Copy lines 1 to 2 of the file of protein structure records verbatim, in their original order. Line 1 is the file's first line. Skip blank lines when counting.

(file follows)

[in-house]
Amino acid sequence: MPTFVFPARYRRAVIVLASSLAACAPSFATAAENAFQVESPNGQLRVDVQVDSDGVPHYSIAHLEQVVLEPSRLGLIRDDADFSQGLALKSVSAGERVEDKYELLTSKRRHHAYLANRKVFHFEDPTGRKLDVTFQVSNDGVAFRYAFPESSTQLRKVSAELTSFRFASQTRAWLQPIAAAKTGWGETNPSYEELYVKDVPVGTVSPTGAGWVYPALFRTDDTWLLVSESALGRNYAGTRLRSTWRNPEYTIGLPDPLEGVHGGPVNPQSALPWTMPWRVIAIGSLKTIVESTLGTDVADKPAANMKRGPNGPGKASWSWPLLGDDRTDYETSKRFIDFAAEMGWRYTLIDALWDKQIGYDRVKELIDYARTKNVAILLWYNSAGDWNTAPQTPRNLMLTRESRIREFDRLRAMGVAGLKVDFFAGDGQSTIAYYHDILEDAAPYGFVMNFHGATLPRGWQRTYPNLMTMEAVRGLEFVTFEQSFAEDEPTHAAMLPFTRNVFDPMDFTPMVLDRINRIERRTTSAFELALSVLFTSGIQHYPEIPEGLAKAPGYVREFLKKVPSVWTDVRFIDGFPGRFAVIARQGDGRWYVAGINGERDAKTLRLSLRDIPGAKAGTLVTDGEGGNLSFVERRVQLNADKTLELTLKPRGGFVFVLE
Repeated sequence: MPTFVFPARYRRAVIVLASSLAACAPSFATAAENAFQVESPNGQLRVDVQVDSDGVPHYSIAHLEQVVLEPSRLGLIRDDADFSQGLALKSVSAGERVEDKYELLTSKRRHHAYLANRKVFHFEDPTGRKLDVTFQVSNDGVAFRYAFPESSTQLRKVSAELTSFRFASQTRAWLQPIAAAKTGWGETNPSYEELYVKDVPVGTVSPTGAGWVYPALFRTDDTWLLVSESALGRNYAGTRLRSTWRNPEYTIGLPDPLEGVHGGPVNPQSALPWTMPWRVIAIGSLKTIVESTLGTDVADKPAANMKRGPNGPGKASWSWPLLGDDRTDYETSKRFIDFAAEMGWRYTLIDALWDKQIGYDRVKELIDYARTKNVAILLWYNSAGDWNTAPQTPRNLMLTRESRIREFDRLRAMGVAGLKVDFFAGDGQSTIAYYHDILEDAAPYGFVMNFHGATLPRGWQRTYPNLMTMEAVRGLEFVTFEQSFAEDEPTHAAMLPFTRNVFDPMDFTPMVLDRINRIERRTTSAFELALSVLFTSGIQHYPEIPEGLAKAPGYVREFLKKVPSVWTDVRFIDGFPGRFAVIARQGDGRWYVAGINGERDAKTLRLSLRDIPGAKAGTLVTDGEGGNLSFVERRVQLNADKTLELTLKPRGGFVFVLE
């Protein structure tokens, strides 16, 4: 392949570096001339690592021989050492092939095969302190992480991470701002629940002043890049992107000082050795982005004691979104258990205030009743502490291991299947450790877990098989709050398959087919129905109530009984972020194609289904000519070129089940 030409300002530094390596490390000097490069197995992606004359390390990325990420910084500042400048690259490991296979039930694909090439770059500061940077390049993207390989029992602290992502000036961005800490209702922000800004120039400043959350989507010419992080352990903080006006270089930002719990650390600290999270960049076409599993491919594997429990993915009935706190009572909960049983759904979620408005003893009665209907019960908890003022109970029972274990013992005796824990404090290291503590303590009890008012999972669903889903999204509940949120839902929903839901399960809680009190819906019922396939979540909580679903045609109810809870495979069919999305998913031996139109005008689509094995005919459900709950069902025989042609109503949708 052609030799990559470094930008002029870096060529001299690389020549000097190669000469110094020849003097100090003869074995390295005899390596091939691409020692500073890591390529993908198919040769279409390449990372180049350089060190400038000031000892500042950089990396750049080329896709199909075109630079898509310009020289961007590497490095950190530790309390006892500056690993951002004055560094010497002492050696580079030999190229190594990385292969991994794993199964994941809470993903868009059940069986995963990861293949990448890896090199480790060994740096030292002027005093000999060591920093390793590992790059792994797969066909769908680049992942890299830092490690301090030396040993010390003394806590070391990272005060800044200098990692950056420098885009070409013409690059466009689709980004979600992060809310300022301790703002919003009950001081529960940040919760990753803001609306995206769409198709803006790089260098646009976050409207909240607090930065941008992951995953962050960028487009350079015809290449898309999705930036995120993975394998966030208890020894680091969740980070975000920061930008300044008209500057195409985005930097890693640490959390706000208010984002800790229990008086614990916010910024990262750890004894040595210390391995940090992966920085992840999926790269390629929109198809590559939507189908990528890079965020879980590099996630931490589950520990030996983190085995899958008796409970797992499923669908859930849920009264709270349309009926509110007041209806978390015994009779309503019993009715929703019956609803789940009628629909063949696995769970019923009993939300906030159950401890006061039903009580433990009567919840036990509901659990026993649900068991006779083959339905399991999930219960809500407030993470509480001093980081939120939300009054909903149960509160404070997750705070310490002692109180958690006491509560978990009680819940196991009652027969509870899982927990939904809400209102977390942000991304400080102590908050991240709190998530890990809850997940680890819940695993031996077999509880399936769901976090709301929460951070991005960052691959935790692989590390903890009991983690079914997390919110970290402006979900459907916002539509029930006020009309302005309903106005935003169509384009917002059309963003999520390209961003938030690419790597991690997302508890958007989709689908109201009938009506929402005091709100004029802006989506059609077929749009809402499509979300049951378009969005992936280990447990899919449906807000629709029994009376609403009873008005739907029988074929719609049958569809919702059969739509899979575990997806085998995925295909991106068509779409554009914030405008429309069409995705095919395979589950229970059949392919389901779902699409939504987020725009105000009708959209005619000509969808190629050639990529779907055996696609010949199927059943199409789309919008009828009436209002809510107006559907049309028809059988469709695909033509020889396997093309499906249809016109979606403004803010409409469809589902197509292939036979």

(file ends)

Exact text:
[in-house]
Amino acid sequence: MPTFVFPARYRRAVIVLASSLAACAPSFATAAENAFQVESPNGQLRVDVQVDSDGVPHYSIAHLEQVVLEPSRLGLIRDDADFSQGLALKSVSAGERVEDKYELLTSKRRHHAYLANRKVFHFEDPTGRKLDVTFQVSNDGVAFRYAFPESSTQLRKVSAELTSFRFASQTRAWLQPIAAAKTGWGETNPSYEELYVKDVPVGTVSPTGAGWVYPALFRTDDTWLLVSESALGRNYAGTRLRSTWRNPEYTIGLPDPLEGVHGGPVNPQSALPWTMPWRVIAIGSLKTIVESTLGTDVADKPAANMKRGPNGPGKASWSWPLLGDDRTDYETSKRFIDFAAEMGWRYTLIDALWDKQIGYDRVKELIDYARTKNVAILLWYNSAGDWNTAPQTPRNLMLTRESRIREFDRLRAMGVAGLKVDFFAGDGQSTIAYYHDILEDAAPYGFVMNFHGATLPRGWQRTYPNLMTMEAVRGLEFVTFEQSFAEDEPTHAAMLPFTRNVFDPMDFTPMVLDRINRIERRTTSAFELALSVLFTSGIQHYPEIPEGLAKAPGYVREFLKKVPSVWTDVRFIDGFPGRFAVIARQGDGRWYVAGINGERDAKTLRLSLRDIPGAKAGTLVTDGEGGNLSFVERRVQLNADKTLELTLKPRGGFVFVLE